Horse racing and Kentucky Derby winner Medina Spirit dies of heart attack

December 6 (Reuters) – Kentucky Derby winner Medina Spirit, who failed a drug test after this year’s race, died of a heart attack on Monday following a workout on a California racetrack, an attorney for the horse’s trainer said.

Medina Spirit, who stormed the house under jockey John Velazquez to finish first by a half length at the Kentucky Derby in May and give coach Bob Baffert a record-breaking seventh victory in the Run for the Roses of $ 3 million, collapsed after a workout in Santa Anita Park.

“It is with great sadness that I announce that Medina Spirit died today of a heart attack in Santa Anita following a training session,” Baffert said in a statement provided to Reuters.

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“My whole barn is devastated by this news. Medina Spirit was a great champion, a member of our family who was loved by all, and we mourn her loss deeply.

“I will always cherish the proud and personal memories of Medina Spirit and its wonderful spirit.”

Medina Spirit owner Amr Zedan from Saudi Arabia was not immediately reachable through his lawyer.

Kentucky Derby winner Medina Spirit, a horse trained by Bob Baffert, races the Churchill Downs track in Louisville, Kentucky, United States on April 28, 2021. REUTERS / Bryan Woolston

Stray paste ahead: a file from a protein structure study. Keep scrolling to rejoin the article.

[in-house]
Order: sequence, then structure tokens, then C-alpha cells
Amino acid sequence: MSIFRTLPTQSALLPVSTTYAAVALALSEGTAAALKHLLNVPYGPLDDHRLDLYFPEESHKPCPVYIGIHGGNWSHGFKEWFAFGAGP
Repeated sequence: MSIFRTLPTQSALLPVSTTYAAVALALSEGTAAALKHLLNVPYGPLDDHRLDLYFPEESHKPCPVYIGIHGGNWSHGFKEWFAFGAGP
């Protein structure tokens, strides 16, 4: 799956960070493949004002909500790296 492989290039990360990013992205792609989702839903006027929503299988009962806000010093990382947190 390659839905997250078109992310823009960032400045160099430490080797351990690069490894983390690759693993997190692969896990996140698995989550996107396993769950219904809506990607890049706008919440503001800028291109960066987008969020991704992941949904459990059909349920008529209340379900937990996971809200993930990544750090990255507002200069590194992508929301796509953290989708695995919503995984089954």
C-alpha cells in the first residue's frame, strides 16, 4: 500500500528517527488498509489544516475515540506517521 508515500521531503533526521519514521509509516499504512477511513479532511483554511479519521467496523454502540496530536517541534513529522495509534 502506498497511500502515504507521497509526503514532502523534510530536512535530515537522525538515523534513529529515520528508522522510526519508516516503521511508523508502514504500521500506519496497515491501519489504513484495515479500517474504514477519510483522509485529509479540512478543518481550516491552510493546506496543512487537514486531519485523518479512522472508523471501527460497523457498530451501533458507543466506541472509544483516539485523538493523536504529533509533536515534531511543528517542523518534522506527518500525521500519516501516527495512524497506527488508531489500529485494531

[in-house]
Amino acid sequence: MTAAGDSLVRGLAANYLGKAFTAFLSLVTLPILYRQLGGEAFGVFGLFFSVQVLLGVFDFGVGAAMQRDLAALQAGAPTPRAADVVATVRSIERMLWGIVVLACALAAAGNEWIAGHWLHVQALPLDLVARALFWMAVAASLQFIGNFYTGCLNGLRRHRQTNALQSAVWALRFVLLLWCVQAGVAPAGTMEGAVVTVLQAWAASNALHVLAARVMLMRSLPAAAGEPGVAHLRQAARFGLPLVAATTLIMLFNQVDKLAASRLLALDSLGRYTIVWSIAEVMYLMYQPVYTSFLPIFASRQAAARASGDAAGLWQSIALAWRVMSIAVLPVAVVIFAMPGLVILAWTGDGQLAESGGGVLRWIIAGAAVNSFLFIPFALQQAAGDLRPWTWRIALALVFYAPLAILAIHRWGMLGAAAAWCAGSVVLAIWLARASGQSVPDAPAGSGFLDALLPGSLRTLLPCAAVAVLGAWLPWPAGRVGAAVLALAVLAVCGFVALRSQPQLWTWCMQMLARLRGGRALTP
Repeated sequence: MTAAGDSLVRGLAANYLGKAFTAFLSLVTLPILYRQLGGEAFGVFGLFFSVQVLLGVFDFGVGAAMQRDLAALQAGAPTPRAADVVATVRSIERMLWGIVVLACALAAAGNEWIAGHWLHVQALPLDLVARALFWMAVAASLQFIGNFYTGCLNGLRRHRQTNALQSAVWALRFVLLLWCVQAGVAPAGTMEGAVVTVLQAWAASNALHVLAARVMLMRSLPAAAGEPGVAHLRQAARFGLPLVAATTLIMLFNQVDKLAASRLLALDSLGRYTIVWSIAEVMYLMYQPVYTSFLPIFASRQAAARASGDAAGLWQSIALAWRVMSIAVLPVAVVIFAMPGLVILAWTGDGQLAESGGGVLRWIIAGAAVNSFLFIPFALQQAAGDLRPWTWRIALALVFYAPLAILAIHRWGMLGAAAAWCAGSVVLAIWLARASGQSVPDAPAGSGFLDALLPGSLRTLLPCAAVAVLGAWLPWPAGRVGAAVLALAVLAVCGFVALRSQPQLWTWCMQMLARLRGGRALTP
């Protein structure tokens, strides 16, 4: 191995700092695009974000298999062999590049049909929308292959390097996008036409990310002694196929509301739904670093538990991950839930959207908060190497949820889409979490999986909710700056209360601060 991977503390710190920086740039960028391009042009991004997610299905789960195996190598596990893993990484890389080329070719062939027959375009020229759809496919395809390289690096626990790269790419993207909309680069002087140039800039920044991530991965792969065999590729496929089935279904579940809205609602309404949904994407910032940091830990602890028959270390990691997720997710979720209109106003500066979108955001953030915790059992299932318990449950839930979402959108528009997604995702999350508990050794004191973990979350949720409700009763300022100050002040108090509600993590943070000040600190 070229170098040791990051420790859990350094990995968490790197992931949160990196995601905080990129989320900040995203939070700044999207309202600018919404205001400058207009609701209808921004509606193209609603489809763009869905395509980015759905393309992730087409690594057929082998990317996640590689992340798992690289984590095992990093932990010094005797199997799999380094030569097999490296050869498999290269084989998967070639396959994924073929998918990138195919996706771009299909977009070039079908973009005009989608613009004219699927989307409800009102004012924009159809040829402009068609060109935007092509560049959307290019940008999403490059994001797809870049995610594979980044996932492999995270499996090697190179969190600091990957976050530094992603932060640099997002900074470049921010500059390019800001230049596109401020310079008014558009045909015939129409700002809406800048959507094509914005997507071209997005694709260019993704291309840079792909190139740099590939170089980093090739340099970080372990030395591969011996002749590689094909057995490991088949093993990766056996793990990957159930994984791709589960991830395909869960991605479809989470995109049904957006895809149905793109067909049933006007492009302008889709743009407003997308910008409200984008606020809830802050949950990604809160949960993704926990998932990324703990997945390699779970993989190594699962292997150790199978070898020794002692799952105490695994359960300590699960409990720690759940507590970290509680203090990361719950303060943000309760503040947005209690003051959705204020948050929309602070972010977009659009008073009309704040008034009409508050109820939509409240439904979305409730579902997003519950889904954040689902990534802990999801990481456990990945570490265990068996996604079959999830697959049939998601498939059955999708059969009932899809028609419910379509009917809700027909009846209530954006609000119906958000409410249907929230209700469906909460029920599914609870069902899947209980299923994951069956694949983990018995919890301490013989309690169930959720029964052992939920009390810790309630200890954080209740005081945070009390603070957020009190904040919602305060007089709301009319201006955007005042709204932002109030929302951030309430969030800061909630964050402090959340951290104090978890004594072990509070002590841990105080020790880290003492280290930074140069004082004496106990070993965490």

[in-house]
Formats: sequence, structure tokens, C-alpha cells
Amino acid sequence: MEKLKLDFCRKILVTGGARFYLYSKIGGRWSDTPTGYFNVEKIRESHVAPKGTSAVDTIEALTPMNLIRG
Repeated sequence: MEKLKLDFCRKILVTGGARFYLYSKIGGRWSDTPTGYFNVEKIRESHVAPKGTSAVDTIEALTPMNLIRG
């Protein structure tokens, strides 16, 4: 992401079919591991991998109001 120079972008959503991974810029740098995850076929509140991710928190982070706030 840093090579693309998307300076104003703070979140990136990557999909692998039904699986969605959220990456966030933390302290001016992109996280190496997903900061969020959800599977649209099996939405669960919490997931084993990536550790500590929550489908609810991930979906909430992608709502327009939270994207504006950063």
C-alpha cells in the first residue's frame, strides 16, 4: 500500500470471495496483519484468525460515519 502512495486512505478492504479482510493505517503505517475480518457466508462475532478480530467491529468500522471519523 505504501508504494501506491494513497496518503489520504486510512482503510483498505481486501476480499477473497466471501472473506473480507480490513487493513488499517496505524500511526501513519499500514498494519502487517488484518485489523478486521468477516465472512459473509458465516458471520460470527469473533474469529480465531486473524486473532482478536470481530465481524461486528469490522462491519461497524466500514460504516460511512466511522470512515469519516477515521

“All I can say is he gave us the ride of our lives and brought everyone together,” Zedan said in a report on Thoroughbred Daily News.

“We mourn this loss, Bob (Baffert), myself, our team and Johnny (Velazquez). We are all very sad.”

Baffert, one of the world’s best-known trainers, has come under scrutiny by state horse racing regulators in recent years after some of the horses in his stables tested positive for prohibited substances.

Medina Spirit’s post-race sample after the Kentucky Derby showed 21 picograms of betamethasone, above the legal limit in Kentucky races, and Baffert was suspended from races at Churchill Downs for two years.

Despite the positive test, Medina Spirit was cleared to compete in the Preakness Stakes in mid-May and finished third, but the black bay colt was banned from the Belmont Stakes, the final stage of the Triple Crown of Thoroughbred races. American.

Baffert said earlier this year that Otomax, an antifungal ointment used to treat dermatitis, could be the source of the positive test.

An attorney for the horse’s owner said over the weekend that a split sample test for Medina Spirit confirmed the presence of a banned substance was indeed from a topical ointment, not an injection. Read more

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Reporting by Frank Pingue and Tyler Clifford; Editing by Ken Ferris

Our standards: Thomson Reuters Trust Principles.


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